Congrats on taking the October test! Feel good about it? Great! Stop reading.
Not feeling so great about it? Don’t panic!
First, you should know that it is pretty normal to second-guess your performance. Taking the LSAT is a nerve-wracking experience, and not feeling great about your performance is perfectly normal. After a test like this, it is very easy to remember all of the things that went wrong, but harder to focus on what went right. Did you compare answers after the test with someone? Bad idea! This will only freak you out.
Second, you should know the LSAC cancelation policy. If you are thinking about cancelling, you have six calendar days to let LSAC know. They have very detailed instructions on how and what you need to do on their website.
The thought of canceling the LSAT score runs through the minds of many test-takers, but in most cases, cancelling isn’t a judicious move. The vast majority of people who discuss this with us should not cancel their test. But how do you know what is the best decision for you? Here are a few guidelines to help you think about it:
Reasons not to cancel
- You are just feeling bad about the test in general, but can’t pinpoint what may have been wrong. This is normal.
- You feel like this test was harder than the prep tests. This is normal.
- You are afraid that you didn’t get the highest score that you possibly could have. It is OK to retake! Remember that the high score wins!
You feel that this was a more difficult test. Don’t worry, the test is not scored in a vacuum; everyone else also thinks that this test was more difficult.
Reasons to cancel
- Your timing was really off from practice. If you normally finished a section in your practice tests easily within the time, but during the test you didn’t finish a section by a large margin.
- You didn’t study at all for the test, and you thought it would be fun to take the test blind. You know that you needed to study better, or differently, or at all.
- You mis-bubbled a section.
- You were sick. Really, really sick and it affected your performance.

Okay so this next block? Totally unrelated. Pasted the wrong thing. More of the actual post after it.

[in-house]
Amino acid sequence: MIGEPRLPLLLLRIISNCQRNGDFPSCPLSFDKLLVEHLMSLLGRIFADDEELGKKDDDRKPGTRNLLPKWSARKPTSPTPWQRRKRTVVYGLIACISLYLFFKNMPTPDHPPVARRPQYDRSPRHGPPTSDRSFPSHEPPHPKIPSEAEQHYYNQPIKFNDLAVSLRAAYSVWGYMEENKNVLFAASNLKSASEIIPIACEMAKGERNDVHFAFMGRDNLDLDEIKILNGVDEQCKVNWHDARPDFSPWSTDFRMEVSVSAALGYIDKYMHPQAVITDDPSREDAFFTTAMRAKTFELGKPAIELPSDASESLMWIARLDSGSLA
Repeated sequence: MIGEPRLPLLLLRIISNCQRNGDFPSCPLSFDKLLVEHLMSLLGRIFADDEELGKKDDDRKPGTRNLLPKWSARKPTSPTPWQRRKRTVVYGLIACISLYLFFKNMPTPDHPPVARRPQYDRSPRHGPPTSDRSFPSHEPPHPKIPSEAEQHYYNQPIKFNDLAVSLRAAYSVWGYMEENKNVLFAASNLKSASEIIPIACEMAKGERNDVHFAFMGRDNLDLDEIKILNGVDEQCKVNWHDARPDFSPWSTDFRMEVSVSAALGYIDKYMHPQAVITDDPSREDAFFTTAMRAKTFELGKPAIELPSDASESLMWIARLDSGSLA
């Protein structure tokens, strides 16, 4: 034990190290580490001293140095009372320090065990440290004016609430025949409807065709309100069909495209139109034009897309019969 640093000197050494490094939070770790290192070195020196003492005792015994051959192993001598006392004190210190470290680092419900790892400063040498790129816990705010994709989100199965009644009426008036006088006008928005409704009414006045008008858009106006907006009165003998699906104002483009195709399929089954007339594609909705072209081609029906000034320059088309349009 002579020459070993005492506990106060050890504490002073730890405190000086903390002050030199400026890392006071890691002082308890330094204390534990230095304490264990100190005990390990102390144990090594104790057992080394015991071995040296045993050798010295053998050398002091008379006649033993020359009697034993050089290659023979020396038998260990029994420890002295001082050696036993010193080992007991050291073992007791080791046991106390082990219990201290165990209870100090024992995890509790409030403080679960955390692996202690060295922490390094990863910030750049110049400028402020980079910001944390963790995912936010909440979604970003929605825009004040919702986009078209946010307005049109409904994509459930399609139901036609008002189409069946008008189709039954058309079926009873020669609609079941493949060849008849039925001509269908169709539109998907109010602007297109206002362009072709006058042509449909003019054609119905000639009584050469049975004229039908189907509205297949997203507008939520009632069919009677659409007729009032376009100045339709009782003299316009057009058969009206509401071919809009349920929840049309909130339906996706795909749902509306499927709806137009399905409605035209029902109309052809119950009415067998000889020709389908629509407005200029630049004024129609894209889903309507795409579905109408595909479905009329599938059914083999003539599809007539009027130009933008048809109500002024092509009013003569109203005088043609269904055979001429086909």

- Poor, unacceptable test conditions. If the marching band was practicing outside, your test proctor was using a sun dial for timing, there was a bear in the room, or if there were any other test conditions that were very bad, you should call LSAC before you cancel to see if they’ll do anything about it. Sometimes, they will include a note in the report or pay for a retake in extreme circumstances.
- If you have an LSAT that is decent, and you know that this test is worse. Not just* think* that it is worse, but know that it is worse, perhaps because of the above reasons.
You just panicked. Really, badly, completely panicked. A little panic is fine.
- Remember that you can only take 3 tests within a 2-year period. The cancelled score counts toward that number.
- You will never see the cancelled test score. But the schools will see that you took the test. It will show on the report as a cancelled test with the date of the test and a “C” where the score should be. One of these is not a problem at all, but a pattern of cancelled test scores is not great.
- You still have time to register for December! It’s OK to retake the test!
Trust yourself, you know more than you think you do.
To sum up, it is a very small percentage of test takers who should cancel their test score. The test results will likely be released in about 20 days. In the meantime, focus on something else!
*Edit update after Dec. 6, 2014 LSAT administration.* **We have talked to roughly 50 people who have wanted to cancel after taking the test, and have recommended that only 1 do so. Unless you KNOW you did lower than your lowest recent practice tests, and largely due to external factors, you really shouldn’t cancel. Schools only look at the high score.
Update* after October 2015 LSAT administration. *Nothing has changed, schools still only care about your high score. They will, for all intents and purposes, ignore a cancel or a lower score equally, hence the nature of the word “ignore”